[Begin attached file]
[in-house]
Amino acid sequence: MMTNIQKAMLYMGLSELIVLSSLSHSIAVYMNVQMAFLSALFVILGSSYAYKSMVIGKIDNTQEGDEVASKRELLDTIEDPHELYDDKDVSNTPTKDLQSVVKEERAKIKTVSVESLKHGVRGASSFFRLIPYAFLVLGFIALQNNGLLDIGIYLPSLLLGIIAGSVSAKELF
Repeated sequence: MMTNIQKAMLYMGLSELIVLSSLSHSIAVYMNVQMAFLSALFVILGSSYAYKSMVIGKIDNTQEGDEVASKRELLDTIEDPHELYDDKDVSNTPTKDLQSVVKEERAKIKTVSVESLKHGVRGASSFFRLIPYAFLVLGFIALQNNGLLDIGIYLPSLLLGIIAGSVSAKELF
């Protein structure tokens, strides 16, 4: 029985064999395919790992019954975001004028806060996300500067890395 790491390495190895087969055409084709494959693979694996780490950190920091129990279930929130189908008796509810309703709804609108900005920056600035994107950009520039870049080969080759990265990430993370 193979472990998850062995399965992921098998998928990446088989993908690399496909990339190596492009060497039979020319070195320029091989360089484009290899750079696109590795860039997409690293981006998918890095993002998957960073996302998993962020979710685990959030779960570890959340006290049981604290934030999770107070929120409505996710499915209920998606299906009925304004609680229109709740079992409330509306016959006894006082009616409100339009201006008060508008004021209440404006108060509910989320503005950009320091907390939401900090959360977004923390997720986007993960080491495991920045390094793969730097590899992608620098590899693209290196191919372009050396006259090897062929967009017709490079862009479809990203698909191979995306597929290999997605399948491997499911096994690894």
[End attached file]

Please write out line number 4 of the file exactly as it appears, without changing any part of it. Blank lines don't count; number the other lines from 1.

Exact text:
């Protein structure tokens, strides 16, 4: 029985064999395919790992019954975001004028806060996300500067890395 790491390495190895087969055409084709494959693979694996780490950190920091129990279930929130189908008796509810309703709804609108900005920056600035994107950009520039870049080969080759990265990430993370 193979472990998850062995399965992921098998998928990446088989993908690399496909990339190596492009060497039979020319070195320029091989360089484009290899750079696109590795860039997409690293981006998918890095993002998957960073996302998993962020979710685990959030779960570890959340006290049981604290934030999770107070929120409505996710499915209920998606299906009925304004609680229109709740079992409330509306016959006894006082009616409100339009201006008060508008004021209440404006108060509910989320503005950009320091907390939401900090959360977004923390997720986007993960080491495991920045390094793969730097590899992608620098590899693209290196191919372009050396006259090897062929967009017709490079862009479809990203698909191979995306597929290999997605399948491997499911096994690894």